Woman takes a Chance on lifelong dream
GLENWOOD SPRINGS, Colorado – One of Lezley Small’s favorite memories while growing up in Duluth, Minn. is of a plastic cowgirl her mom used to put on her birthday cake every year.
It wasn’t so much the cowgirl image that Small aspired to, but a cowgirl’s best friend.
“My earliest memory as a child was of wanting to share my life with a special horse,” Small said. “This was always in my heart, never forgotten.”
But, growing up in the city and later entering a demanding career teaching special needs children and adults, it just wasn’t possible.
So, she put her dream of owning a horse aside.
That was until two years ago when she read the self-help book “The Secret” by Rhonda Byrne, which inspired her to chase her dream again.
“I had lived in the city all my life, had no experience with horses, little finances and no place to keep one,” said Small, now 54, who has spent the past 11 years in Colorado, mostly in Glenwood Springs.
“Those were all the negatives, but ‘The Secret’ asks, ‘OK, what can you do?'” she said. “So, I made a three-page list of what I could do.”
From there, the doors and windows of opportunity started opening, and this past summer Small become the owner of, ironically enough, a horse named “Chance.”
“I was so excited, and I still am, just like a kid at Christmas,” she said. “I just can’t believe it all happened the way it did.”
After her revelation, Small set out to meet some of the old-timer cowboys of the valley, hung out with a farrier and went on one of the BLM’s wild horse roundups.
Eventually, she was put in touch with an organization called Mountain Valley Horse Rescue in Eagle, where she volunteered her time to help out while looking for her dream horse. While there, she helped take care of a pregnant mare and was on hand to witness the birth of a foal named “Tanner.”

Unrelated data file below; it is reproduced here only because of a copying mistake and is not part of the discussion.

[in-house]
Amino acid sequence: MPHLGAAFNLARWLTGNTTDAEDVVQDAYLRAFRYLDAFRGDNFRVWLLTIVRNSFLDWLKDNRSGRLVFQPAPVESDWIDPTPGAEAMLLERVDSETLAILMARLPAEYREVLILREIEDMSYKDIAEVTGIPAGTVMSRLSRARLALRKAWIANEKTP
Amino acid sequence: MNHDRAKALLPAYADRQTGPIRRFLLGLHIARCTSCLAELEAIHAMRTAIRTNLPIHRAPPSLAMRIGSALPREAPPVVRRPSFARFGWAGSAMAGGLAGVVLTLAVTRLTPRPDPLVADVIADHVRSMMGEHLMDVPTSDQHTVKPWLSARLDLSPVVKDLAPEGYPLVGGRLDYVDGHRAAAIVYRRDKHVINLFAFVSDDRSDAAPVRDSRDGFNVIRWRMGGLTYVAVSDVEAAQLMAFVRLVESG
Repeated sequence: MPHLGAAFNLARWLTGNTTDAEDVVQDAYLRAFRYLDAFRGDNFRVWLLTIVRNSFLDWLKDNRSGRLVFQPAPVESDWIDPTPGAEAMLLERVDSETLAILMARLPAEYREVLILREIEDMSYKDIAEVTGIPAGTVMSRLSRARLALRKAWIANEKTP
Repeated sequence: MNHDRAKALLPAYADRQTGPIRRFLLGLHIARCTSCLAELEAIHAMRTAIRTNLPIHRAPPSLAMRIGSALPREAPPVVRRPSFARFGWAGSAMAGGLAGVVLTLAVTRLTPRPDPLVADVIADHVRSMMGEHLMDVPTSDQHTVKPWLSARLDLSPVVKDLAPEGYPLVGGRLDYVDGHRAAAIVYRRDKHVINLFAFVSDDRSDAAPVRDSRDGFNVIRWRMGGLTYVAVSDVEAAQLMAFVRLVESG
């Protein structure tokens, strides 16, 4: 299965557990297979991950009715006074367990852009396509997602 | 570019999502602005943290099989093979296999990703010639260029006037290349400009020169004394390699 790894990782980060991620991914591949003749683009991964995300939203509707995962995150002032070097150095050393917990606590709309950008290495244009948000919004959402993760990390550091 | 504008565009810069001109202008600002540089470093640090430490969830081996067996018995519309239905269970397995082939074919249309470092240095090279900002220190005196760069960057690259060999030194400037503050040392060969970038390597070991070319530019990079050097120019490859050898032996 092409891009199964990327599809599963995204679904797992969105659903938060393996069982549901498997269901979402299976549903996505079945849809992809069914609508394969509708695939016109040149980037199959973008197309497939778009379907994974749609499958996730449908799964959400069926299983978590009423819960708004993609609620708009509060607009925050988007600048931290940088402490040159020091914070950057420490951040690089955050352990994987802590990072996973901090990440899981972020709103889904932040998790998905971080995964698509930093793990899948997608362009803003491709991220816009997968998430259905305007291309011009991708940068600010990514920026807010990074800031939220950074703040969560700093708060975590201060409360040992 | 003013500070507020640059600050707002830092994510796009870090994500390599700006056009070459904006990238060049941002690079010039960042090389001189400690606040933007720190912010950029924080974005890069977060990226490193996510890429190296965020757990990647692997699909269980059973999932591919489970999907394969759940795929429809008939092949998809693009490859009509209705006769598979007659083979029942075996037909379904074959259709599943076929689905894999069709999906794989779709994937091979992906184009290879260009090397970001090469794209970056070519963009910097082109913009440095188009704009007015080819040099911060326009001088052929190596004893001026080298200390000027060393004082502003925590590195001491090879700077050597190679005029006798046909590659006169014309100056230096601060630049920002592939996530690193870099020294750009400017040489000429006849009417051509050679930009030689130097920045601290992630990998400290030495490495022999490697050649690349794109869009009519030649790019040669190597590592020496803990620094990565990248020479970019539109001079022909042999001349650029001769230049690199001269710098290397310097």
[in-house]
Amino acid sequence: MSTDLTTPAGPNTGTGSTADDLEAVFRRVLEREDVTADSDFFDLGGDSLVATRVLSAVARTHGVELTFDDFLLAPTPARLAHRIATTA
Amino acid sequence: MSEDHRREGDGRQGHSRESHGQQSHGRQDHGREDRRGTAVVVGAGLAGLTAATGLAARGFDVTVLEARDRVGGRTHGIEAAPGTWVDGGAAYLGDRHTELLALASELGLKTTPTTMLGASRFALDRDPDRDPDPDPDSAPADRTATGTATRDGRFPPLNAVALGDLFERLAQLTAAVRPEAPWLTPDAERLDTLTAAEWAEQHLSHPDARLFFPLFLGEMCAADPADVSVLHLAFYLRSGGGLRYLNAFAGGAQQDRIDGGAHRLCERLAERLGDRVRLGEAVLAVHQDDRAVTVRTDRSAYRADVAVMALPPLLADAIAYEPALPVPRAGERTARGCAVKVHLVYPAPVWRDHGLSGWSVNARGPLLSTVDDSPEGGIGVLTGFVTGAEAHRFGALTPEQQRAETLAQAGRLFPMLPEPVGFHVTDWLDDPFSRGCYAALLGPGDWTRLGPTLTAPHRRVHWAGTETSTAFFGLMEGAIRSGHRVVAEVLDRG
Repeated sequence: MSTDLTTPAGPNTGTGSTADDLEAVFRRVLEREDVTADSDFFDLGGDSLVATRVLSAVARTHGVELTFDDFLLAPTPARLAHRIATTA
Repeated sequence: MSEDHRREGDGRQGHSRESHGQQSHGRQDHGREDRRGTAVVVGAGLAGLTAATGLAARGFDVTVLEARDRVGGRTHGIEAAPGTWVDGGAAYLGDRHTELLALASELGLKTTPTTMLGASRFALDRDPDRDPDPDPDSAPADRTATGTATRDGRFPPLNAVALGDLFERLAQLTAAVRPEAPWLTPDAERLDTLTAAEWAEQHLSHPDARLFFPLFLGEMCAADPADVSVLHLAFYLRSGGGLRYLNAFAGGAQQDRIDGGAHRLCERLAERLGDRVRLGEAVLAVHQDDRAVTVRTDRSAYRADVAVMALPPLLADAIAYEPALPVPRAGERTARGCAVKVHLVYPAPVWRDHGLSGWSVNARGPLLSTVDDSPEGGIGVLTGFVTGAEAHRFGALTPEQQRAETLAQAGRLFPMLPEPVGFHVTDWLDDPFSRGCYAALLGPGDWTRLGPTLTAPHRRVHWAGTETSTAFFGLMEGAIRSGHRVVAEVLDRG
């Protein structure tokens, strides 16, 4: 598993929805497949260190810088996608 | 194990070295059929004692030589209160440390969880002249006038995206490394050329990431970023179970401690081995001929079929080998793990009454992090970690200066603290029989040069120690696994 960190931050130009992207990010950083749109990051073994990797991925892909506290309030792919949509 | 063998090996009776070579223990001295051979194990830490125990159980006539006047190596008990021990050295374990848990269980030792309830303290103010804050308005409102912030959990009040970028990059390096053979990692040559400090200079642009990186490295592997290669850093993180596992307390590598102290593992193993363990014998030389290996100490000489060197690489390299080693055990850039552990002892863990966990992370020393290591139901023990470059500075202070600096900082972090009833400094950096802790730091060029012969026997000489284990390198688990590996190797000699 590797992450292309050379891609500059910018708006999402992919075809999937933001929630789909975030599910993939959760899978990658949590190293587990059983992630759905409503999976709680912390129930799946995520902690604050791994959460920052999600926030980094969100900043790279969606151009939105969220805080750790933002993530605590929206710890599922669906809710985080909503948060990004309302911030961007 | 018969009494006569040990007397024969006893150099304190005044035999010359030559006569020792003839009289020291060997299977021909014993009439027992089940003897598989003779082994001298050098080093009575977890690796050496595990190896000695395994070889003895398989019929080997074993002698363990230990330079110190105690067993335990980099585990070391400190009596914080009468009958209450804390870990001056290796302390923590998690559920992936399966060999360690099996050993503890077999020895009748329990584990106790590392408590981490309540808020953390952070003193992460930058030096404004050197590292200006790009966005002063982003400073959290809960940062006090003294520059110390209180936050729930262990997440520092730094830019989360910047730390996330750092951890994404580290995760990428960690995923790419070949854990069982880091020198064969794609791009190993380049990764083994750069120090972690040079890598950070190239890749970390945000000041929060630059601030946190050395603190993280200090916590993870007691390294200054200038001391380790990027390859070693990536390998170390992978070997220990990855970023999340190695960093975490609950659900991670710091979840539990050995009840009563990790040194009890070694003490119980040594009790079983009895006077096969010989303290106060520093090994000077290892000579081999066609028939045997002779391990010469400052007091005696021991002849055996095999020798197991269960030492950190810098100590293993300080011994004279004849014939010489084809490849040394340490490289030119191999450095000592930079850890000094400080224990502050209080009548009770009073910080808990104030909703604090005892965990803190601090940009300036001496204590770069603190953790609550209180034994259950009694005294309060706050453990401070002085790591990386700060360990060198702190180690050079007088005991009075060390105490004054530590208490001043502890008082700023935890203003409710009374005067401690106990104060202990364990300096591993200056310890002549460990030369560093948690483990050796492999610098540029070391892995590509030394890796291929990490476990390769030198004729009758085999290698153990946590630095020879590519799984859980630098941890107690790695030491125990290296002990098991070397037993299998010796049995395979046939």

“I call him my nephew,” Small said. “I’d never had an experience like that. I felt so at home with those people up on that ranch,” she said.
It was on April 4 of this year that she had her “Chance” meeting.
Chance is a 19-year-old wild mustang from Nevada. He was taken from the wild at age four, and had been a pack horse for several years. But he had to be rescued again about a year ago, after he was left abandoned on 60 acres, Small explained.
“Chance had turned down several other people,” she said. “The minute I saw him, I fell in love.”
Her husband, Robert Small, was also instrumental in encouraging her to realize her dream, she said.
“He is my inspiration, and has supported me 100 percent,” she said of Robert, who is disabled and has relied on Lezley as his primary caregiver for the past seven years. “When [Chance] came around the corner, my husband saw the look on my face and said, ‘he’s the one for you.'”
The staff at Mountain Valley Horse Rescue (MVHR) also noticed something different between Small and Chance that hadn’t been there for others who’d considered adopting him.
“Mustangs are typically one-owner horses, so it takes time to develop a relationship,” said Alicia Morris, president of MVHR. “Lezley spent a lot of time under supervision trying to bond with him.”
Morris said the ranch usually only takes on three or four mustangs per year, since they take a different type of training before they can be adopted out.
“Lezley was completely committed to what she was doing,” she said. “We were thrilled with the relationship they developed.”
Once she’d found her dream horse, Small said a number of “earthly angels” helped complete the process when she brought Chance home to Glenwood Springs in June.
She found a ranch near town that was willing to board Chance for free during the summer.
“It was a miracle,” she said. “They were just so thankful that they could share in God’s bounty with me.”
For the winter, Small was offered a pasture near her West Glenwood home by a woman with whom she works at Valley View Hospital. Small is one of the valets at VVH.
“I really think it’s important to remember all of God’s creatures this time of year, there are so many in need of help,” she said, praising animal rescue organizations like MVHR and others locally.
She and Robert also have a pet dog and a pet bird that were also rescue animals.
“There were some rough times and low spots,” Small said of her horse journey. “I never gave up, because I knew it was meant to be.
“I know I can also learn from Chance, too, if I’m patient,” she said.
Like the time they were out in the pasture together when his halter came off and she was unsure how to put it back on.
“He just let out a sigh and shoved his head through the right hole,” she said.
For more about MVHR and its work, visit http://www.mvhr.net.
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